THE CHARGE CONFIDED TO A RAGING SEA.
THE captain, at the helm, burst out laughing: "A bell, that's good! We are on the larboard tack. What does the bell prove? Why, that we have land to starboard."
The firm and measured voice of the doctor replied: "You have not land to starboard."
"But we have!" shouted the captain.
"But that bell tolls from the land."
"That bell," said the doctor, "tolls from the sea."
A shudder passed over these daring men; the haggard faces of the two women appeared above the companion-way like two hobgoblins conjured up; the doctor took a step forward, separating his tall form from the mast. From the gloomy depths of night again resounded the dreary tolling of the bell.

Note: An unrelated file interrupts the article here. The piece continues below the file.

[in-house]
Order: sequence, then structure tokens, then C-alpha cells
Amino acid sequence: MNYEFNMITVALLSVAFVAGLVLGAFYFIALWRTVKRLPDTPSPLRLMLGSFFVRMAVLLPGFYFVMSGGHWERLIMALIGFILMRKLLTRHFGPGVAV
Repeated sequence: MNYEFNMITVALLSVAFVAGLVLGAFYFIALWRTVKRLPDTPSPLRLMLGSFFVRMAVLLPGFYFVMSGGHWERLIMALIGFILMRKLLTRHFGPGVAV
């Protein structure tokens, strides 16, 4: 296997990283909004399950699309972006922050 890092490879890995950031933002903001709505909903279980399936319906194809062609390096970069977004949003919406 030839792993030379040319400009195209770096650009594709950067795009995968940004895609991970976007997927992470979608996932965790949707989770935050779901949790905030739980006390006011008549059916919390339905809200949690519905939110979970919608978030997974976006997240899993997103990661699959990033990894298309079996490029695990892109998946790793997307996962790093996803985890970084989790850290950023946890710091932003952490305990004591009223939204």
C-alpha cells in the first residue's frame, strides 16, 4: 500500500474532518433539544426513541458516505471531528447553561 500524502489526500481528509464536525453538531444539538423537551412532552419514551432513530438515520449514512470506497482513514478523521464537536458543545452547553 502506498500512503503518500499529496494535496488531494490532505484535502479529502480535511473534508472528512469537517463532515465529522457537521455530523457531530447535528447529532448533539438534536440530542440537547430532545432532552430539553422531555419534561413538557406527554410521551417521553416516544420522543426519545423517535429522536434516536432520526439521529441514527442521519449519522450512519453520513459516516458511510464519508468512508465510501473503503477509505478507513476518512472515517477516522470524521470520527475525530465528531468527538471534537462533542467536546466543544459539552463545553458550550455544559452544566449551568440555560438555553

The doctor resumed: "Half-way between Portland and the Channel Islands there is in the midst of the sea a buoy, placed there as a warning. The buoy is moored by chains to a rock, and floats on the top of the water. To the buoy is affixed an iron trestle, and across the trestle is hung a bell. In bad weather heavy seas toss the buoy, and the bell rings. That is the bell you hear."
The doctor, after pausing to allow an unusually violent gust of wind to subside, continued: "To hear that bell in a storm, when a nor'-wester is blowing, is to be lost.